Common Name(s): Juniper, Northern White Cedar, and Eastern Arborvitae

Scientific Name: Thuja Occidentalis

Origin:

Tree Size: 50-65 ft (15-20m) tall, 1.3-2ft (.4-.6m) trunk diameter

Average Dried Weight: 2.4 lbs per Bft

 

Color & Appearance:

Juniper’s sapwood is almost white, but still a creamy tan. Heartwood can range from tan to pale brown. Small knots are typically common in the lumber.

Rot Resistance:

Juniper is very durable against natural elements, including both decay resistance and pests like powder post beetles and termites.

Workability:

Juniper has great working characteristics in almost all categories except in screw holding capabilities. Juniper makes up for that in its glue holding capabilities and the lumber finishes well.

Odor:

Juniper carries a piney, cedar-like smell when being worked on.

Allergies and Toxicity:

Several species in the Juniper genus have been reported to cause respiratory and/or skin irritation. Although these cases may be rare, it is important to make sure people that will come in contact with the wood are aware of the possible effects.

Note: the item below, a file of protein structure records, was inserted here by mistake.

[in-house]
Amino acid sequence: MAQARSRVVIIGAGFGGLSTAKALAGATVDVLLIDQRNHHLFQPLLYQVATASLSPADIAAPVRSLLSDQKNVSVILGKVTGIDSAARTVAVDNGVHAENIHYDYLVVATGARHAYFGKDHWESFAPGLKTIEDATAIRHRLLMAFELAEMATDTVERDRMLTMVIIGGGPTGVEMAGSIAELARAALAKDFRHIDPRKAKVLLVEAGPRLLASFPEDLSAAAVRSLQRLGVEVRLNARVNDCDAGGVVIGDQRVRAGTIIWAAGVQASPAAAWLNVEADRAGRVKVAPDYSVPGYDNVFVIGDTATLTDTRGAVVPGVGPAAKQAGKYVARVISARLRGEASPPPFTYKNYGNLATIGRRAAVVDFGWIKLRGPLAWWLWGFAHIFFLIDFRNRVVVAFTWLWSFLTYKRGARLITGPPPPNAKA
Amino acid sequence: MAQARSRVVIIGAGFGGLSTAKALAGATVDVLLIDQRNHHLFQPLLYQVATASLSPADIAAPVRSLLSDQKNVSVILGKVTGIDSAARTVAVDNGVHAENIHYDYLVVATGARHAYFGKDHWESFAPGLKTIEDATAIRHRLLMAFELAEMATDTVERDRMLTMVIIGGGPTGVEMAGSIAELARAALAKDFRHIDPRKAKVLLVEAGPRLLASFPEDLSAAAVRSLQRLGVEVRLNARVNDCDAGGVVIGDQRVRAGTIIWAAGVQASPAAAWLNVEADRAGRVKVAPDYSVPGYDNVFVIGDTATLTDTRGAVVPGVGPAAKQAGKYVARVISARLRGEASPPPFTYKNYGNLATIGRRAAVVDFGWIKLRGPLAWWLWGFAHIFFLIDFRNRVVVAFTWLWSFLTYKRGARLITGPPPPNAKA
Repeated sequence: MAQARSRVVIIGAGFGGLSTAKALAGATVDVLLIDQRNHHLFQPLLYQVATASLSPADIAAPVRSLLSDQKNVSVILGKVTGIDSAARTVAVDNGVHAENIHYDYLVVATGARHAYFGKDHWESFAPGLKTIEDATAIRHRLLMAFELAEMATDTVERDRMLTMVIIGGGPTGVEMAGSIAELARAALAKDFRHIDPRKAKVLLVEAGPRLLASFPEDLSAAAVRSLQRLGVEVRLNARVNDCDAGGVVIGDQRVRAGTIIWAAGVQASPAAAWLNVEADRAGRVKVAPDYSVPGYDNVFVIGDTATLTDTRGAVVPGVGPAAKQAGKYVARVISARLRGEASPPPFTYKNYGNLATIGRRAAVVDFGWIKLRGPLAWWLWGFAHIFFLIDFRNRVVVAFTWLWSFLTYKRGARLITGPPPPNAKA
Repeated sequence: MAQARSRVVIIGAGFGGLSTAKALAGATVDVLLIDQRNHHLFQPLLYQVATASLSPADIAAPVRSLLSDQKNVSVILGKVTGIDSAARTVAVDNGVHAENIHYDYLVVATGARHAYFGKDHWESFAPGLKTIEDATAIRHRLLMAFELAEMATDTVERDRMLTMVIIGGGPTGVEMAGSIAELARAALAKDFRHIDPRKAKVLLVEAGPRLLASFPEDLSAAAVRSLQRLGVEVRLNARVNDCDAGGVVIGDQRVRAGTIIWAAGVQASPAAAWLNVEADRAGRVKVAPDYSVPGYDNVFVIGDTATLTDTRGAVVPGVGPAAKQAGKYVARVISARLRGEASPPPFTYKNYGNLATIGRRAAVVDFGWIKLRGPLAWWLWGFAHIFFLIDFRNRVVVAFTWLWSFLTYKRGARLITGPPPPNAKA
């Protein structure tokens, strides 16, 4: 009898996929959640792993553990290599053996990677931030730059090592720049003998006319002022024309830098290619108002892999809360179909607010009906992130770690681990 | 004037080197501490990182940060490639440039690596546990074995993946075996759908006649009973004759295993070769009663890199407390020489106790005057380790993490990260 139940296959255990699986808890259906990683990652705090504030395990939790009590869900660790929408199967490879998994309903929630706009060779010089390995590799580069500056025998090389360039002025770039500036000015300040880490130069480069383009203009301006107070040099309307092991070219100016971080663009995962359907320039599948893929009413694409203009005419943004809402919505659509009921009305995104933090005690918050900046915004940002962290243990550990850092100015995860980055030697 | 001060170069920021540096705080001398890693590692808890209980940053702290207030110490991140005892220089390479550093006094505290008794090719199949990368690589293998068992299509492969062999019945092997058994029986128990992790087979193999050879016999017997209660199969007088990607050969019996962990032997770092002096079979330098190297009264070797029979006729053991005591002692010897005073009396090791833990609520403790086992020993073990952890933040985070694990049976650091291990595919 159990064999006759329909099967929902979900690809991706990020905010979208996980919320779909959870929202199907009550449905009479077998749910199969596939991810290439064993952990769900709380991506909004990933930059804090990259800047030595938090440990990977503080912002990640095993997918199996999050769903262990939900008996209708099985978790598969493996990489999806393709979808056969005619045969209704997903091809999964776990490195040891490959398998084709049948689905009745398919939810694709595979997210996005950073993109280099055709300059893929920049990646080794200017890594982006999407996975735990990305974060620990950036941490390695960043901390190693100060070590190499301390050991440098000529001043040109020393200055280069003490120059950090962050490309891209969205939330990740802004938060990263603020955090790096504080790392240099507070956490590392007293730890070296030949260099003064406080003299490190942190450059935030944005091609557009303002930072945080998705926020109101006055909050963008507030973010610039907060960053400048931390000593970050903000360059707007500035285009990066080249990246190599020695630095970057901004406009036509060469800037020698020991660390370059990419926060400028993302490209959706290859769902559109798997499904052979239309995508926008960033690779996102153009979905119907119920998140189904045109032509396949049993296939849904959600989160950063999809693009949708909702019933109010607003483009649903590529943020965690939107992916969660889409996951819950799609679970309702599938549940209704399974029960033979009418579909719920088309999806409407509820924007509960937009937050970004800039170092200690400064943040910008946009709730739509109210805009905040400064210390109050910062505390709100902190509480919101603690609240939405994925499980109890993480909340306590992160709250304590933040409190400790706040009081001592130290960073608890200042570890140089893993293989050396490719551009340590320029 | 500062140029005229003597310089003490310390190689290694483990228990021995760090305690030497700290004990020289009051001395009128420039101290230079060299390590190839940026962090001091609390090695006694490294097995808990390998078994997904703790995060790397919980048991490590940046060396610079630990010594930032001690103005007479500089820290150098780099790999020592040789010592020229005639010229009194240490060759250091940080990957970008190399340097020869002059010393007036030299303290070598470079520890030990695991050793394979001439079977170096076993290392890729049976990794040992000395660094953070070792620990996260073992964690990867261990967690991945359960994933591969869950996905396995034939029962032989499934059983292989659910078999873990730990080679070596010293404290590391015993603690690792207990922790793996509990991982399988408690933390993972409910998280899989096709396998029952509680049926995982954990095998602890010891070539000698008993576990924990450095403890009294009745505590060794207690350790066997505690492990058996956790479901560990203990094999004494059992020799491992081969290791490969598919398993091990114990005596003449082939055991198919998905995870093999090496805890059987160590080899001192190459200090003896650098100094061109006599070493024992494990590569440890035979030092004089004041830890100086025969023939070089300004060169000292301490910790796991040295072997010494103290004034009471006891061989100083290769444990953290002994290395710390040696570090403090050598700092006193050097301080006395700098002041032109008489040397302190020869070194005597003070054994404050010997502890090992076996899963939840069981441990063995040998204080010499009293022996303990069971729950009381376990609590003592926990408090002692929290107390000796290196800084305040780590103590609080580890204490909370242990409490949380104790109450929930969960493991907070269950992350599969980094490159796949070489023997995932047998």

Pricing & Availability:

Generally in the mid-range as far as lumber pricing, this lumber is typically found in smaller sizes than other lumber.

Sustainability:

The Juniper species is not listed in the CITES Appendices or on the IUCN Red List of Threatened Species.

Common Uses:

Juniper lumber is used in a wide variety of different products, from railroad ties, to canoes, fences and fence posts, and also outdoor furniture.

Comments:

Juniper lumber is mostly praised for its decay resistance, making it highly coveted for outside applications.

Size 1-200 Bft 201-300 Bft 301-500 Bft 501+ Bft
4/4 4.00 3.50 3.00 2.75
5/4
6/4
8/4